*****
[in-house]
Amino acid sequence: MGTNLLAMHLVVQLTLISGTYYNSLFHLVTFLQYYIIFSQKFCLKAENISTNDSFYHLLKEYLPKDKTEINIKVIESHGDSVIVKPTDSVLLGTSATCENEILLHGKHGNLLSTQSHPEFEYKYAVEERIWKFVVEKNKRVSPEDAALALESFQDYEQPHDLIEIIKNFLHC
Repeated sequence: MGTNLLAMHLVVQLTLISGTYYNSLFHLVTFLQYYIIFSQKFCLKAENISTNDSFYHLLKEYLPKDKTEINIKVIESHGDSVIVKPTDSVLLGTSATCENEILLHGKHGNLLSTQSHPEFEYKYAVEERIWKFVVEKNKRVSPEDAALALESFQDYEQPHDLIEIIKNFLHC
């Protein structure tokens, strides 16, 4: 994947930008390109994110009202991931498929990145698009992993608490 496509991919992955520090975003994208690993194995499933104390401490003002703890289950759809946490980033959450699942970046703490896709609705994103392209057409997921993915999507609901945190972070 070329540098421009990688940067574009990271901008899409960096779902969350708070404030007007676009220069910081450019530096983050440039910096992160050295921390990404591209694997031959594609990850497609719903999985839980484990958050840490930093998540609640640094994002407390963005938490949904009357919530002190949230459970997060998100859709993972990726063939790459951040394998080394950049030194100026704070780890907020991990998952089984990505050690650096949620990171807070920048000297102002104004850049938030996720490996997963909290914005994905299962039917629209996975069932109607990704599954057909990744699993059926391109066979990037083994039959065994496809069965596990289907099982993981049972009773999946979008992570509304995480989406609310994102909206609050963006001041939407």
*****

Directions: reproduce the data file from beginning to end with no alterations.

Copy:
[in-house]
Amino acid sequence: MGTNLLAMHLVVQLTLISGTYYNSLFHLVTFLQYYIIFSQKFCLKAENISTNDSFYHLLKEYLPKDKTEINIKVIESHGDSVIVKPTDSVLLGTSATCENEILLHGKHGNLLSTQSHPEFEYKYAVEERIWKFVVEKNKRVSPEDAALALESFQDYEQPHDLIEIIKNFLHC
Repeated sequence: MGTNLLAMHLVVQLTLISGTYYNSLFHLVTFLQYYIIFSQKFCLKAENISTNDSFYHLLKEYLPKDKTEINIKVIESHGDSVIVKPTDSVLLGTSATCENEILLHGKHGNLLSTQSHPEFEYKYAVEERIWKFVVEKNKRVSPEDAALALESFQDYEQPHDLIEIIKNFLHC
């Protein structure tokens, strides 16, 4: 994947930008390109994110009202991931498929990145698009992993608490 496509991919992955520090975003994208690993194995499933104390401490003002703890289950759809946490980033959450699942970046703490896709609705994103392209057409997921993915999507609901945190972070 070329540098421009990688940067574009990271901008899409960096779902969350708070404030007007676009220069910081450019530096983050440039910096992160050295921390990404591209694997031959594609990850497609719903999985839980484990958050840490930093998540609640640094994002407390963005938490949904009357919530002190949230459970997060998100859709993972990726063939790459951040394998080394950049030194100026704070780890907020991990998952089984990505050690650096949620990171807070920048000297102002104004850049938030996720490996997963909290914005994905299962039917629209996975069932109607990704599954057909990744699993059926391109066979990037083994039959065994496809069965596990289907099982993981049972009773999946979008992570509304995480989406609310994102909206609050963006001041939407």